3 Tips to Forging Reverse Mortgage Relationships with Financial Planners

There may not be a “silver bullet” when it comes to reverse mortgage loan originators forging partnerships with financial planners or a mortgage broker, but some are seeing major success due to a persistent and strategic approach.

“It doesn’t happen overnight, but for the folks who determined they wanted business to come as [financial planning] referrals, they have had a wonderful experience,” says Shelley Giordano, chair of the Funding Longevity Task Force, an organization established in 2013 to help educate financial planners through various partnerships.

Through her work with originators as well as the financial planning community, Giordano says that while it requires some effort, the work is paying off for those who are committed to it.

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“Everyone’s trying to look for a silver bullet,” she says. “There’s no such thing. The people who have been successful have made a commitment to this channel.”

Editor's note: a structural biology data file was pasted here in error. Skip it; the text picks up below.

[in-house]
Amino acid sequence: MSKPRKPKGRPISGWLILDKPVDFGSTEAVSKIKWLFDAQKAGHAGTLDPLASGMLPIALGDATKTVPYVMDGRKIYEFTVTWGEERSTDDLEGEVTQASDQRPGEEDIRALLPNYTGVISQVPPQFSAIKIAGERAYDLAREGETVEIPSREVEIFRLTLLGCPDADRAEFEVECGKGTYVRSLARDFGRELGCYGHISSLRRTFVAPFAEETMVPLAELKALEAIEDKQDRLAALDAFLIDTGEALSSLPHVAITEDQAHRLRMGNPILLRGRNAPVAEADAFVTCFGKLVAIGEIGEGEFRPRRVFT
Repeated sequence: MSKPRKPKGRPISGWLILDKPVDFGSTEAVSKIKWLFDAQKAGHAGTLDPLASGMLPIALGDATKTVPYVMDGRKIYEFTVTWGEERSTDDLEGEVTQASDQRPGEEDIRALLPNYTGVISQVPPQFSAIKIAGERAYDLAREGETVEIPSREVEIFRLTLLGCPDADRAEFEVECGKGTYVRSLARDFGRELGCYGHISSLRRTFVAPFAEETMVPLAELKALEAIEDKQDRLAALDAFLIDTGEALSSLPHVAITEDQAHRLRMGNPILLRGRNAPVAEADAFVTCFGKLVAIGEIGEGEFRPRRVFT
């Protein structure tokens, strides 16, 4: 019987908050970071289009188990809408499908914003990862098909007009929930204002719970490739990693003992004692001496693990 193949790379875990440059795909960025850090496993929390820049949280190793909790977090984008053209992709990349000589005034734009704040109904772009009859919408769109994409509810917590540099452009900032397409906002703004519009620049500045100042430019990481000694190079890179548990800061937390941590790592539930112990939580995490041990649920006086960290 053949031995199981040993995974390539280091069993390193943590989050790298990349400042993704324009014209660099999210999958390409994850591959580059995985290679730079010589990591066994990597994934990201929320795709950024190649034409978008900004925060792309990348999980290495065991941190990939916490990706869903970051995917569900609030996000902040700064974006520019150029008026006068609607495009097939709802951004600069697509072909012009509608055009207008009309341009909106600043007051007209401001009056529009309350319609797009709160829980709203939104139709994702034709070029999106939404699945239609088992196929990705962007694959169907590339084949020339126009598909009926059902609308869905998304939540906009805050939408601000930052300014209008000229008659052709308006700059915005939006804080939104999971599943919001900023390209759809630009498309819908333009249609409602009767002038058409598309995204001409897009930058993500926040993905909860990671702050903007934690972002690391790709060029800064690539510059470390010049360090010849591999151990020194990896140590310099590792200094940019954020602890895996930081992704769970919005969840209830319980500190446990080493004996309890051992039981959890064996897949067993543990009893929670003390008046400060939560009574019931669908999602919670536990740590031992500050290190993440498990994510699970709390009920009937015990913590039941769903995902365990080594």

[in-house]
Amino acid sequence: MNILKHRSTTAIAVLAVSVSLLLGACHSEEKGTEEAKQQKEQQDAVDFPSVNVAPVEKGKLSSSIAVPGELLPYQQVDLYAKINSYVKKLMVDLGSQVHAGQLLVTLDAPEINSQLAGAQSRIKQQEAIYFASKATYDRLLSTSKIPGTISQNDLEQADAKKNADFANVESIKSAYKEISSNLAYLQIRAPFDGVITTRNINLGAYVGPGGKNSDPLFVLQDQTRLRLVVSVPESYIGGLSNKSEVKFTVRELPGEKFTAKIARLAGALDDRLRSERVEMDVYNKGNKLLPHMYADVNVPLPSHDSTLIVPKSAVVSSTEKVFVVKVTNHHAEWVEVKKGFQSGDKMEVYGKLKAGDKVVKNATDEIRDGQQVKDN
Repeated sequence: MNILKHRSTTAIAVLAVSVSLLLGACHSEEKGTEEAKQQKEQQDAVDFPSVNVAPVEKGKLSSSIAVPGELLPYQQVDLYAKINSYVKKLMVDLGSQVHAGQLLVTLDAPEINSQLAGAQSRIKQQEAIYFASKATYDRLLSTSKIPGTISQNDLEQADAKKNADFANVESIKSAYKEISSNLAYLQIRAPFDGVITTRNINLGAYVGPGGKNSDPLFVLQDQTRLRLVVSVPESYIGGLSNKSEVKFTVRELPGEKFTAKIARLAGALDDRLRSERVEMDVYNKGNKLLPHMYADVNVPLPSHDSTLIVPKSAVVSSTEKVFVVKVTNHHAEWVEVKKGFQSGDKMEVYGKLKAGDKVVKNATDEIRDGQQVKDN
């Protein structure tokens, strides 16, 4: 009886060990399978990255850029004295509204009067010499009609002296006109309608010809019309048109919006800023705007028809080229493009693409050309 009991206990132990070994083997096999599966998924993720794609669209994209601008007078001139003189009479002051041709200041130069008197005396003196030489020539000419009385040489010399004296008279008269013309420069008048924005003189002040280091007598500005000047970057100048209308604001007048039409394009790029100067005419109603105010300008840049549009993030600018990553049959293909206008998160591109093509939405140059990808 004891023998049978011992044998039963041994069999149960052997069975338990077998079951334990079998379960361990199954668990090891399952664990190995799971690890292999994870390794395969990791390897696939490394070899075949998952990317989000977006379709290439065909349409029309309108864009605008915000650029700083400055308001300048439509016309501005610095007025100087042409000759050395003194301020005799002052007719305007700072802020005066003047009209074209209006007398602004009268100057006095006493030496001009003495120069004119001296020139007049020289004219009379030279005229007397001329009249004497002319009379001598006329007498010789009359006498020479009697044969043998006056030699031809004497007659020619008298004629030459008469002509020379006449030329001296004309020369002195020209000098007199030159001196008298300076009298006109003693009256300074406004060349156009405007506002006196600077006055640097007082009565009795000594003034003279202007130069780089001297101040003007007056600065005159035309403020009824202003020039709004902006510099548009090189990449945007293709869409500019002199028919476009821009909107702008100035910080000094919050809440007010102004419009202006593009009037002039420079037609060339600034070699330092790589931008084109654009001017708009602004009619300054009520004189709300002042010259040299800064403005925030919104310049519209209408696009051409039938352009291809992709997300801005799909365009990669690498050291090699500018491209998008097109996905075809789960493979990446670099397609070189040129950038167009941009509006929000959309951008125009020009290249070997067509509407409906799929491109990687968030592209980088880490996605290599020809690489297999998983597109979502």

RMD spoke with Giordano about some of the tips and best practices utilized by those experiencing success with financial planning partnerships.

1. There’s no shortcut. Loan officers need to understand that like all relationships, referral or otherwise, financial planning relationships are not a quick fix.

Those who are successful are persistent, Giordano says.

“They’re putting themselves out there, and feeling a little uneasy. But most importantly, they do this repeatedly and are pushing themselves to connect with financial services [professionals].”

2. Consider continuing education channels. Teaching continuing education classes can be one way to gather the target audience into one room.

“The people who have been most successful have spent an awful lot of time providing educating credits—through CE or some kind of educational environment so that they are reaching lots of financial services folks but in a way that is non threatening,” Giordano says.